Ski compaction. Packing down snow with proficient skiers to settle the existing snow into a solid base. Open it to the public too early and it gets scraped off by side slippers and snowboarders riding their heel edge right down the middle of the trail. Common early season tactic to improve snow quality over the entire season.
post #50 of 53

Well said.  Most people don't realize the work that goes into opening certain areas. They're asleep at 4am

post #51 of 53

I can't speak for the Patrol, but at our place the rule for instructors is no free skiing in uniform, period. That said, the Patrollers work their butts off, come save yours when you screw up, and get paid very little for it.  Why would you care about their having a bit of fun even if that is what was going on?

post #52 of 53
Quote:
Originally Posted by raspritz View Post
 

I can't speak for the Patrol, but at our place the rule for instructors is no free skiing in uniform, period. That said, the Patrollers work their butts off, come save yours when you screw up, and get paid very little for it.  Why would you care about their having a bit of fun even if that is what was going on?

Or paid nothing for it.

post #53 of 53

I'm an old timer with experience in the 60s and early 70s.  Closed trails were CLOSED to everybody for good reason.  They were not subject to sweep.  Mountains are dangerous. Recues on closed trails can be very difficult and dangerous.  I didn't especially like getting the call to show up at the mountain for a 6 am checkout of whether there is enough snow to open a high mountain trail.  I didn't like ripping my skis up.  I had to do crud skiing.  It was part of the job  I didn't like it.  My first runs of the day always had to be the freshly opened trails to make sure they really should be open.  And as other people mentioned, in powder I skied the edges, not cut up the main body of fresh powder  Some trails were half groomed leaving frozen crud the size of volley balls and shouldn't be opened.  In the west there is avalanche danger that may be the cause of a closing.  I had a slab split several feet deep without sliding, just a 6 inch wide crack several feet long, between my skis, on a open bowl.  I called it in and the whole slope was closed for a week.  People bitched about all that beautiful snow being wasted.  That was a dangerous and unstable slope.  The proper avalanche control people checked it regularly.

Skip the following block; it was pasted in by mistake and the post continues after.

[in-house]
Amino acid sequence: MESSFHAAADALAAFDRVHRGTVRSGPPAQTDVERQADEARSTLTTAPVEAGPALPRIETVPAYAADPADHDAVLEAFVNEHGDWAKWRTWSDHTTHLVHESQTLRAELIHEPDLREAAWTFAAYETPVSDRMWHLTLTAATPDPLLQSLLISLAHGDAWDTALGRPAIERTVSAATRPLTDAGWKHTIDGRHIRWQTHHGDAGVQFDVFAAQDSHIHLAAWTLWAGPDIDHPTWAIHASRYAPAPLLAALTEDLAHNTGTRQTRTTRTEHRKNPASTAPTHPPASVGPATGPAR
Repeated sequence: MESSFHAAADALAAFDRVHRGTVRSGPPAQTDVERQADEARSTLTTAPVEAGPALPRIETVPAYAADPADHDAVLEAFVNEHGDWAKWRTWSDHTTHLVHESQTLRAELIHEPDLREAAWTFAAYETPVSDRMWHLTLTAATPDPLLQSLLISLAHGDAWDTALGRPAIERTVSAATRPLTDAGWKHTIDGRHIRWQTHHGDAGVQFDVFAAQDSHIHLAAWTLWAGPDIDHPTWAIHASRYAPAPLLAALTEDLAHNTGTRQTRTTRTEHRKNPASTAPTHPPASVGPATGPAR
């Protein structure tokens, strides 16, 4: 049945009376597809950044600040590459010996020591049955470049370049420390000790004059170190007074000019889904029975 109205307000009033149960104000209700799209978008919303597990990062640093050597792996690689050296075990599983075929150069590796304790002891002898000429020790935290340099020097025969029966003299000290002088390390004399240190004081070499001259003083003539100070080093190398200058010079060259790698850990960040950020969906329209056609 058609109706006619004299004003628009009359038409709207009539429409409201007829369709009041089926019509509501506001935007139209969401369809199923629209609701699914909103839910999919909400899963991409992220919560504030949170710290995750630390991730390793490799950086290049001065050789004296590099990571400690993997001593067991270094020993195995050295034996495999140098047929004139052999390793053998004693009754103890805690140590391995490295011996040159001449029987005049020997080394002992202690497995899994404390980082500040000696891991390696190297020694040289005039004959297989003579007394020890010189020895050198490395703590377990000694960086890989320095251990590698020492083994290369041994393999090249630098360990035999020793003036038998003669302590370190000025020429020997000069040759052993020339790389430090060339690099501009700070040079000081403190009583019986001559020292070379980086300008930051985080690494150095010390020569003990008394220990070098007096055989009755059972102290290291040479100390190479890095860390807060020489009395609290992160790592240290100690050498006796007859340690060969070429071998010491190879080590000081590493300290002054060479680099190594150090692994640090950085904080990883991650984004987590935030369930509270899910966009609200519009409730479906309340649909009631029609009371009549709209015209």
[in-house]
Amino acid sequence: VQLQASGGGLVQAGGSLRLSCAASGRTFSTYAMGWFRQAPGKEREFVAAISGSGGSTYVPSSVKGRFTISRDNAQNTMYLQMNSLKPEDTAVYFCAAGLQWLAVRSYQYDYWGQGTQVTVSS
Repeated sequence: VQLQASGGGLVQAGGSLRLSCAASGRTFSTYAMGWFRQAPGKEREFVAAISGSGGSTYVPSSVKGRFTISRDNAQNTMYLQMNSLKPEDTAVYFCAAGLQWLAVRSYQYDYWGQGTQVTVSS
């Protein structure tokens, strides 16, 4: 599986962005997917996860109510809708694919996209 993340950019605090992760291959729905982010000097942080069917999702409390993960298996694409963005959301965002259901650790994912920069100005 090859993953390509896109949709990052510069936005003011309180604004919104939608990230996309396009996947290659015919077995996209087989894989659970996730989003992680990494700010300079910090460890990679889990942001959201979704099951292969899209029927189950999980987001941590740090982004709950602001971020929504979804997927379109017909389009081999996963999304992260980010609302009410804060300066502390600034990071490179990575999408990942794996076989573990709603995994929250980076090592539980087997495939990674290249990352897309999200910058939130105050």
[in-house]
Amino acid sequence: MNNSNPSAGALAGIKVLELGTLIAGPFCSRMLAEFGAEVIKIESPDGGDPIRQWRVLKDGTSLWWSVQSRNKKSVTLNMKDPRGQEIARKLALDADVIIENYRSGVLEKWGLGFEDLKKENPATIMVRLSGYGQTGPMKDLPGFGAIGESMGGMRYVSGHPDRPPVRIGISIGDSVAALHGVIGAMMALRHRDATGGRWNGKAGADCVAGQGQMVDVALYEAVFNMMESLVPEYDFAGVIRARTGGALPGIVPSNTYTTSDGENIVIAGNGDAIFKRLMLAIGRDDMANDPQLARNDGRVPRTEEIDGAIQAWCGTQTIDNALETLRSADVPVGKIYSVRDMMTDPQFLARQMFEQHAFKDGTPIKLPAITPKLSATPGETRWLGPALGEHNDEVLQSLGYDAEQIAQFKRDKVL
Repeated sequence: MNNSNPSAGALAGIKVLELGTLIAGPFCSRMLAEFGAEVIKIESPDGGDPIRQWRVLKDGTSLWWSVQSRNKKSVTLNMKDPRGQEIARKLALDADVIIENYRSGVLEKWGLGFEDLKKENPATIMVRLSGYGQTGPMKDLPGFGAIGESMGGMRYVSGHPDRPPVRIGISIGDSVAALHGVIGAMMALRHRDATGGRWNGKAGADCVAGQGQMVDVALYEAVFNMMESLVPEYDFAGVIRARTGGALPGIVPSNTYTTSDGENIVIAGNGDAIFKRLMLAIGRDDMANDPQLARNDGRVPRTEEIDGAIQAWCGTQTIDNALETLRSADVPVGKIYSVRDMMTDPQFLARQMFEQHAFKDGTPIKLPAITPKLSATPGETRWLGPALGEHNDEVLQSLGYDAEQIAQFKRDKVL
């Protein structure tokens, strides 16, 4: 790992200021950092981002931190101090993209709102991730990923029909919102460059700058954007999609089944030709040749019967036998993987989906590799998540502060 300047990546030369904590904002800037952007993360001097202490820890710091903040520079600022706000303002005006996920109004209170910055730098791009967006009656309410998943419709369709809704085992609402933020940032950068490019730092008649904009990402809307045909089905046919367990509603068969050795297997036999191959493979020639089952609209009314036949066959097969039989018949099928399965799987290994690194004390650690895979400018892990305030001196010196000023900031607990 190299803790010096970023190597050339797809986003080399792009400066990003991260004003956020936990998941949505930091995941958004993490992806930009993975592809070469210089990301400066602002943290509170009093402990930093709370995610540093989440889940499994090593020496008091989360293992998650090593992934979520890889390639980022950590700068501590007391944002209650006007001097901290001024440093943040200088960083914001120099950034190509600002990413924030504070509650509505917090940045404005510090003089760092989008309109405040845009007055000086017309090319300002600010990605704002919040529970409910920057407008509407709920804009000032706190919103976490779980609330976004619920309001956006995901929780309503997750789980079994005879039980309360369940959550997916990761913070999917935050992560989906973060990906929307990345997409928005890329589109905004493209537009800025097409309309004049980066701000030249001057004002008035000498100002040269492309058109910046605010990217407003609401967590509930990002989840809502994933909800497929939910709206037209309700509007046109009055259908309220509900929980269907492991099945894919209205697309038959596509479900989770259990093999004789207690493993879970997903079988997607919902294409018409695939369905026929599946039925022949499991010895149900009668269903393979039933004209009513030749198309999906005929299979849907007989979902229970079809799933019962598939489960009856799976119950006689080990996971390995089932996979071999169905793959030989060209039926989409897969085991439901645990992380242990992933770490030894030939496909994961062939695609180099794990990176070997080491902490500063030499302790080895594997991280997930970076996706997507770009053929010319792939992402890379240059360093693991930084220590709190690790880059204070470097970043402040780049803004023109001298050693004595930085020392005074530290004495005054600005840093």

Everybody here is everybody  talking as if something sneaky is going on and they are missing out on all the special fun.  Not in my experience.  Now maybe on a 300 foot hill where the only hazard is the sod underneath the snow somebody might, but on a major mountain nobody with an ounce of good sense plays that kind of game.  I enjoyed my before opening runs checking safety equipment, confirming condition, blocking off spring holes in the snow that open up overnight sometimes, when the snow was good. When it was marginal having to evaluate whether the crud is good enough to open is no fun. Having to dig out new snow as needed was also part of the job. 

New Posts  All Forums:Forum Nav:
  Return Home
  Back to Forum: Patrol Shack
EpicSki › The Barking Bear Forums › Ski Training and Pro Forums › Patrol Shack › What's your moutain's policy on patrollers skiing closed trails?